On the second day, we went to Pest to the Jewish quarter and saw Dohány Street Synagogue, the second largest synagogue in the world. By the way, if you're looking for a bathroom in Budapest, you don't need to pay to use the bathroom in the synagogue (it's before the ticket-takers). Also, the Inter-continental Hotel near the Chain Bridge (on the Pest side) has a side door right next to its lobby bathrooms.

The inside was pretty amazing, but you need to buy a separate ticket to take pictures; there's a bunch on the Wikipedia page I linked above. After lunch, we went to St. Stephan's Basilica; the most ornate building in the world (okay, maybe not officially ...).

After a good look around and at St. Stephan's mummified hand, we went to the roof (not the to top of the dome but very high). That's where the fourth photo in this post was taken. After this, we walked along the river, past the Parliament to Margaret Island and relaxed for the rest of the day. A quick dinner in front of the Basilica was capped off with one of these tubes of grilled sweet bread (-like thing) coated in caramelized vanilla sugar bought from a stand on the Chain bridge. We ate it standing by one of the stages which featured some rather good music (I'm blanking on what kind of music it was (jazz?) and only remember that I liked it).

The last day was cold and rainy (it was hot the previous two days). We wandered up Andrássy út to City Park and went to the thermal baths there, Széchenyi Medicinal Bath. Budapest is known for it's thermal baths and we could have spent several more days just exploring all of them. After going through a rather complex procedure for paying, getting a locker, changing, and getting towels, we relaxed in their many outdoor thermal baths and indoor herbal baths. It was fantastic, especially after two and 1/2 days of nothing but walking. After a few hours of soaking, we got some afternoon cake (there's a lot of really good afternoon cake in Budapest) and wandered down Váci utca, the main touristy, pedestrian street, stumbled upon a great deal (and good food) for dinner and called it a day.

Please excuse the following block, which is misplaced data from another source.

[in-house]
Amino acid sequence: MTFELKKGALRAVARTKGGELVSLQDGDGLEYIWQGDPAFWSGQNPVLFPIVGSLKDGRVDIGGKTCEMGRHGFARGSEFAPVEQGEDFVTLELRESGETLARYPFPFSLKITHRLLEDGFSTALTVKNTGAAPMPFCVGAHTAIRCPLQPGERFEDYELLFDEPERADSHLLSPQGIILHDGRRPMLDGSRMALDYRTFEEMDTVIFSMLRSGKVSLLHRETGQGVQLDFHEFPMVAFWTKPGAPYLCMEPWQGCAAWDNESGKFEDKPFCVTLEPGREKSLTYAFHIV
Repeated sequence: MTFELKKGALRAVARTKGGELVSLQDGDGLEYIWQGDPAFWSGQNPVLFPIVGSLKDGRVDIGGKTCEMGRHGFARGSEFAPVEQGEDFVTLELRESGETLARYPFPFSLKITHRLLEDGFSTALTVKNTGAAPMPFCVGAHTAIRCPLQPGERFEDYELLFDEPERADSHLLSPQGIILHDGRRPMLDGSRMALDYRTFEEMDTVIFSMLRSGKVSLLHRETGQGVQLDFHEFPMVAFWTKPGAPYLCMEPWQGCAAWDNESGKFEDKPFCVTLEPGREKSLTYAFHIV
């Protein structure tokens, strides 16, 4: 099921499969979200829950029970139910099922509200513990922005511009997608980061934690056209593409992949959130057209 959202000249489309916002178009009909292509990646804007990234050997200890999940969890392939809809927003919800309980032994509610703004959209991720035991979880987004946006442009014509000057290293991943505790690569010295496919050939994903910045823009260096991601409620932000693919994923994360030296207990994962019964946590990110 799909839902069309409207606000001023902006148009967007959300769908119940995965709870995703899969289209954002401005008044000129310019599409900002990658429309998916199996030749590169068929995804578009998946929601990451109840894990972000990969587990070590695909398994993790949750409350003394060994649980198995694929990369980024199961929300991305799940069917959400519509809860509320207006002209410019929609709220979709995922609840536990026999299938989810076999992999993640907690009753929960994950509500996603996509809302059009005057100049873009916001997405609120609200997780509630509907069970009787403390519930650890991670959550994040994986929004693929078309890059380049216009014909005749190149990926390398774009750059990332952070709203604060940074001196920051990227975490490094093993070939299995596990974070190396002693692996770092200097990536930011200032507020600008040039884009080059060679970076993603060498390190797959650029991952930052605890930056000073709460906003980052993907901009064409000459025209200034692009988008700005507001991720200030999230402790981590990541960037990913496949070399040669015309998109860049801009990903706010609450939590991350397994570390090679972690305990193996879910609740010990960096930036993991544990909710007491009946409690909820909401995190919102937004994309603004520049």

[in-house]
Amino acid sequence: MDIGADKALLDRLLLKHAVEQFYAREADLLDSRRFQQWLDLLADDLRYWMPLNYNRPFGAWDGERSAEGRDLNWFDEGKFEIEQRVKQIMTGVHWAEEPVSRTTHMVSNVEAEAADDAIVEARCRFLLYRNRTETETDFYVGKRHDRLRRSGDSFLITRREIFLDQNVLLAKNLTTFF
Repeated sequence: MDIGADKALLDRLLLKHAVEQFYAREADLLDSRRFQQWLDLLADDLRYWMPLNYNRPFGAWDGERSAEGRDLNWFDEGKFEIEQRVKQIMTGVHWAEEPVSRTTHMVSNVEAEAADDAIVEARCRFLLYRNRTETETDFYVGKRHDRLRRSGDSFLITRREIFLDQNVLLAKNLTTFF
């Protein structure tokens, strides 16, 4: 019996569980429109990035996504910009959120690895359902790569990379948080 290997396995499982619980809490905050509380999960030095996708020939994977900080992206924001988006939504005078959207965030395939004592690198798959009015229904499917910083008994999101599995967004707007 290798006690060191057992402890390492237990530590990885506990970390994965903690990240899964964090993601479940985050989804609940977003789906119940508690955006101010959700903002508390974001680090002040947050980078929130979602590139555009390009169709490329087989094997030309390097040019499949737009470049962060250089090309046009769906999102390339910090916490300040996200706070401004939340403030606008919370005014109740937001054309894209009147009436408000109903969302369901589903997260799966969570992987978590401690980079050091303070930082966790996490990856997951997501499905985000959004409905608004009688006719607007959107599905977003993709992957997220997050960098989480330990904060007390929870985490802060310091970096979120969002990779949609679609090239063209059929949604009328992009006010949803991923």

All in all, Budapest was pretty awesome. I definitely could have used several more days just to get to all the places I wanted to see and two or three history books to figure out what it was I saw.


Tim said...

Yay Budapest! I also really loved the city when I visited. I think I was pleasantly surprised that it wasn't the grey, soul-less Soviet barrack that I had pictured (although I hear that is what Bucharest is like).

Did you ride the subway while you were there? The one thing I remember was that the escalators down to the platform go about 50% faster than in the US and people openly stare across at each other while riding them.

We walked by the thermal baths, but didn't go in -- so now I'm jealous. But we did make it to Parliament and saw the famous flag with the hole cut out of it from the 1956 uprising.

Tim said...

Oh also, didn't you have plans to visit all the microstates of Europe? How's that going? Liechtenstein!

Jackie said...

Tim - We took the subway only once (from the thermal baths back toward the river) and all I really remember is how good I felt after soaking in 38 C water for 3 hours and how happy I was not to be walking. And we really did mean to go to the Parliament; it just somehow slipped away from us.

As for the microstates, it's not looking so good right now. Sean's visit is halfway over and our microstate count stands at zero. But don't worry about us: we drowned our sorrows in lots of Belgian beer.